When I was in grade school, I had lots of friends. I remember slumber parties, birthday parties at Chuck-E-Cheese, and laughing with my best friends.

This is what every child should be doing.

But over time, there was a change in it all. When all of my friends got cool winter coats with different sports team logos on them, I asked my mom for one too.

My mom was a single mother and we couldn’t afford much but she did her very best for me.

I came home to a Mighty Ducks winter coat laying on my bed. I wasn’t sure how “cool” my coat would be compared the coats that my friends had but, I wore it to school the next day anyways. Compliments were far from what I received.

I was laughed at, made fun of, and one little boy ripped my new coat on purpose. I went home and cried and didn’t wear my coat to school anymore. I never told my mom what had happened.

Then, things got worse. I remember being cornered in the girl’s bathroom by people who I thought were my friends. The boys were standing outside of the open bathroom door peering in and watching as the girls tried to urge me to fight.

This continued all the way into the classroom coatroom. I never told anyone but luckily, my mom was moving us to a new town due to work anyways.

Then high school came around. One of my favorite things to do was to play basketball. I absolutely loved it. I played on several teams, especially the summer before freshman year of high school, resulting in a dramatic loss in weight.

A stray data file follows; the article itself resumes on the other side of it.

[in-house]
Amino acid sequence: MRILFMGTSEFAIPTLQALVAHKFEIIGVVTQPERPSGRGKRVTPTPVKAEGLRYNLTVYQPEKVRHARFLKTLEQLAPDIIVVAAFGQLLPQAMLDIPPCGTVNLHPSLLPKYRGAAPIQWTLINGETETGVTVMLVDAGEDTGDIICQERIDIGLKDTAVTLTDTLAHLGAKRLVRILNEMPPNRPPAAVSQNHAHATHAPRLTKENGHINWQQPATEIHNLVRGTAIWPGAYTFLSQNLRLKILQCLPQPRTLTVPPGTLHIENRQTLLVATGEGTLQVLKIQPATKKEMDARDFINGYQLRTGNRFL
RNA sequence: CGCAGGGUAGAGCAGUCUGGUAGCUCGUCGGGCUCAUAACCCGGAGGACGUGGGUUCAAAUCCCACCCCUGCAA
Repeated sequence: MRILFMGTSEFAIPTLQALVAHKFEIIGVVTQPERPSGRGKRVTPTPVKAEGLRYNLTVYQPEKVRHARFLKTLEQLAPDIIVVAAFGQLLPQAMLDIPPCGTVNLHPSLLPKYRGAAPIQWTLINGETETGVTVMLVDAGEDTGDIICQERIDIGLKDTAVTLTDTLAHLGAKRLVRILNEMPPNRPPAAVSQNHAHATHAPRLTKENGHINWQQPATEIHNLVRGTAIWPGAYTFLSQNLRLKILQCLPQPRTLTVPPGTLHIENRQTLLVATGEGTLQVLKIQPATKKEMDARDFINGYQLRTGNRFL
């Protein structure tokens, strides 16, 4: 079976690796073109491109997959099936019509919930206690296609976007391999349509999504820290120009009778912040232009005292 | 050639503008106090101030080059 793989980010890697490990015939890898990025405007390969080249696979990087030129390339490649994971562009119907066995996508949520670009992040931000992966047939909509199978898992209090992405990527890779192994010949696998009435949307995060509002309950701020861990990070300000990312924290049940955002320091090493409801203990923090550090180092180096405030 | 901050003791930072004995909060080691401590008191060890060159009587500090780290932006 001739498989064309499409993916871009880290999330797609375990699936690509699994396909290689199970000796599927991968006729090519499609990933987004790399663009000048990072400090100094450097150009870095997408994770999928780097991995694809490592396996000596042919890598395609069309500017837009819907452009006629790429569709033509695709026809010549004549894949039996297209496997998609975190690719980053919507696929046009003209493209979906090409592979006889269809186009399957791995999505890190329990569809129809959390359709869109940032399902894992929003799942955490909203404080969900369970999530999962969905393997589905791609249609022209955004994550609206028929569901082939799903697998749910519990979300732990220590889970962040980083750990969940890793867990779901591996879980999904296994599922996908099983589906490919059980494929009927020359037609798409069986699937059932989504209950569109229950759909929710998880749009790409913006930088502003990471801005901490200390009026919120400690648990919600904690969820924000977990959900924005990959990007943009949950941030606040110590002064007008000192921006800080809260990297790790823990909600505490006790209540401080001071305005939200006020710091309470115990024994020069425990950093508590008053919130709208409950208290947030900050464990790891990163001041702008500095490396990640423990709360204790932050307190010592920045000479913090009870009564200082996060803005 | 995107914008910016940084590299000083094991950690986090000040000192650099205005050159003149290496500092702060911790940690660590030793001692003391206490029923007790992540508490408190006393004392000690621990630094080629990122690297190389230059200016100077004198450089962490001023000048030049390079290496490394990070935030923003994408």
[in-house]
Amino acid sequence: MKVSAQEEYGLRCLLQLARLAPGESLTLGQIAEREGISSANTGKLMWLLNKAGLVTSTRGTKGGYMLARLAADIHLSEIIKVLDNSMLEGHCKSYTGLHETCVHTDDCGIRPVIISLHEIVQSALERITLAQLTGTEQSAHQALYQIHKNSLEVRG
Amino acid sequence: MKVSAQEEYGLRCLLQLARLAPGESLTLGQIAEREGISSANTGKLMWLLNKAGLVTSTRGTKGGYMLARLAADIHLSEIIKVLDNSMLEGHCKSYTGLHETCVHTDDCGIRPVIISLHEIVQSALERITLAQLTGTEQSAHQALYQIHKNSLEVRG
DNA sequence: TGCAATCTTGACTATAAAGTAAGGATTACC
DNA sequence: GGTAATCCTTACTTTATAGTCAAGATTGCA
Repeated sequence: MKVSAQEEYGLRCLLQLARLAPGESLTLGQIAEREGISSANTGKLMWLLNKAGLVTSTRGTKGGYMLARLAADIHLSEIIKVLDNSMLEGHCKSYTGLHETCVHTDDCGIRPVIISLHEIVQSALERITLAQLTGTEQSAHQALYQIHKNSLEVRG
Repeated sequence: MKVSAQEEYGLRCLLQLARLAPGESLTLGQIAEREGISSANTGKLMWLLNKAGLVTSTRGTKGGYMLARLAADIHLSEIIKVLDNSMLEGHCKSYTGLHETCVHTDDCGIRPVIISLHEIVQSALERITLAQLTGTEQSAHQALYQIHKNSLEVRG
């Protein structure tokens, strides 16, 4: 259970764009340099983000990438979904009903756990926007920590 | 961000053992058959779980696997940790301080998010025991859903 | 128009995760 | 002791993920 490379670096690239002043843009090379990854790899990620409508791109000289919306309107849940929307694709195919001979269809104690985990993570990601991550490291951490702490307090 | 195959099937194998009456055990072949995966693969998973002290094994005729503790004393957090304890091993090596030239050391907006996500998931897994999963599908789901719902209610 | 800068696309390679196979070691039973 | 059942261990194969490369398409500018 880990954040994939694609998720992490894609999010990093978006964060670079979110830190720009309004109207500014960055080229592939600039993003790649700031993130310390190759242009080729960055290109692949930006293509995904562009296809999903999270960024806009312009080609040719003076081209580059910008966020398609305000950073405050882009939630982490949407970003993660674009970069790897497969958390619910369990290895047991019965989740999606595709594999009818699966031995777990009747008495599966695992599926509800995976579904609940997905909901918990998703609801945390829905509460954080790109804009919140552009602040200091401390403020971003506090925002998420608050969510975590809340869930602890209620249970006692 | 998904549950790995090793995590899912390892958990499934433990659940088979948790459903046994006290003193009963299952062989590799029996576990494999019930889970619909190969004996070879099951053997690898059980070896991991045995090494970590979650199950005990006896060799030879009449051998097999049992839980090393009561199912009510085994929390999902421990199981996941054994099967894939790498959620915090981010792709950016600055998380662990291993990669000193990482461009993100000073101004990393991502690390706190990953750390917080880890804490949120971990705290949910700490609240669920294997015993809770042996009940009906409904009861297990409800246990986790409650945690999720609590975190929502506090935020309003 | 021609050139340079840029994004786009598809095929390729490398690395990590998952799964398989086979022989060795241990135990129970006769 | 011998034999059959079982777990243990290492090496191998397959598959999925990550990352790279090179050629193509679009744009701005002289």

Entering high school as a freshman is hard enough for many, let alone someone who is different. Whether that be someone who is overweight, under weight, small in stature, very tall, or has a learning disability. The world is filled with people and everyone is different in various ways.

But, in high school, a time when young people are learning exactly who they are and what direction in life they want to take, it can be very difficult to find yourself and your desired pathway.

There are so many influences surrounding you. You may not be “cool enough” or you may not fit in with certain groups. Since I had lost so much weight, being 5’11” at the time and weighing 112 pounds, I stood out like sore thumb. I was a target for insecure sophomores and those in the grades above me to make fun of me.

I remember being told to “eat a cookie or something” in the locker room during gym class and having a car pull up alongside me while I was walking home from school with my best friend and they yelled “how does it feel to be anorexic!”.

When I made the freshman basketball team, I remember having such mixed feelings. I was so happy to be playing a sport that I loved so much but at the same time, I was not happy to be surrounded by a team of girls which the majority of them didn’t want to include me in anything. I was not invited to outside team activities nor invited to join certain groups during practices.

I would overhear whispers in the locker rooms that I wasn’t good enough and that I shouldn’t be on the team. I would always go home and cry. I toughed it out the remainder of the season but the following year, when I made the junior varsity team, I couldn’t handle it any longer and I quit before the first game. This broke my heart. I cried to my coach in the locker room but all she had to say was “I’m sorry”. Although I liked my coach and I knew that she meant well, I truly wished that she tried to make things better.